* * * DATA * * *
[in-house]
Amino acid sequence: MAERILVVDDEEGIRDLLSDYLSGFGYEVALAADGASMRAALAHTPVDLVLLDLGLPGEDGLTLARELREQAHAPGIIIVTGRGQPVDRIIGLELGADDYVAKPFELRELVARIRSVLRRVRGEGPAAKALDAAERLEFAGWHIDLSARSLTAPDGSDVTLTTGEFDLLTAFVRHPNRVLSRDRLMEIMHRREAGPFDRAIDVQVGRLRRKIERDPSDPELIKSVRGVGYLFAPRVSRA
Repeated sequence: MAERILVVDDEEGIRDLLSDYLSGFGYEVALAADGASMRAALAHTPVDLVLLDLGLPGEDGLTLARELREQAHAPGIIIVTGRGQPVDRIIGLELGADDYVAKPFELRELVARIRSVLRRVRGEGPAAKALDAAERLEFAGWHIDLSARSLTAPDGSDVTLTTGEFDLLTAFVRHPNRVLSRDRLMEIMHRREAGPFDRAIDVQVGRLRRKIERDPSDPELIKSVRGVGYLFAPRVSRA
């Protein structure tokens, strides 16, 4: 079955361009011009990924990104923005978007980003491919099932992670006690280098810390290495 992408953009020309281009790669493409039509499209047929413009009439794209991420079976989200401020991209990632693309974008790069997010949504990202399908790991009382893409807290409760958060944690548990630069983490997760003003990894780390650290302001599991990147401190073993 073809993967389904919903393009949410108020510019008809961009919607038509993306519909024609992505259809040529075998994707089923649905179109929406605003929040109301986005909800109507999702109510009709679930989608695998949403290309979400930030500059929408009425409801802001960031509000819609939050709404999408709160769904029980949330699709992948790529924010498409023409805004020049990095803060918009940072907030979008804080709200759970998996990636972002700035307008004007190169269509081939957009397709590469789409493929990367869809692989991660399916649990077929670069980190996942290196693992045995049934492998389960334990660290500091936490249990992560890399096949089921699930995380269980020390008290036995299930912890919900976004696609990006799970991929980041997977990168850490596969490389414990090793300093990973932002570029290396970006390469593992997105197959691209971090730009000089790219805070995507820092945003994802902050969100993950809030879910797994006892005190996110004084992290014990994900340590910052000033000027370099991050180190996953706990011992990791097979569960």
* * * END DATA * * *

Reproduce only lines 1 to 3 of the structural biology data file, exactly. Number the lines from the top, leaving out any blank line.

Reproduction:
[in-house]
Amino acid sequence: MAERILVVDDEEGIRDLLSDYLSGFGYEVALAADGASMRAALAHTPVDLVLLDLGLPGEDGLTLARELREQAHAPGIIIVTGRGQPVDRIIGLELGADDYVAKPFELRELVARIRSVLRRVRGEGPAAKALDAAERLEFAGWHIDLSARSLTAPDGSDVTLTTGEFDLLTAFVRHPNRVLSRDRLMEIMHRREAGPFDRAIDVQVGRLRRKIERDPSDPELIKSVRGVGYLFAPRVSRA
Repeated sequence: MAERILVVDDEEGIRDLLSDYLSGFGYEVALAADGASMRAALAHTPVDLVLLDLGLPGEDGLTLARELREQAHAPGIIIVTGRGQPVDRIIGLELGADDYVAKPFELRELVARIRSVLRRVRGEGPAAKALDAAERLEFAGWHIDLSARSLTAPDGSDVTLTTGEFDLLTAFVRHPNRVLSRDRLMEIMHRREAGPFDRAIDVQVGRLRRKIERDPSDPELIKSVRGVGYLFAPRVSRA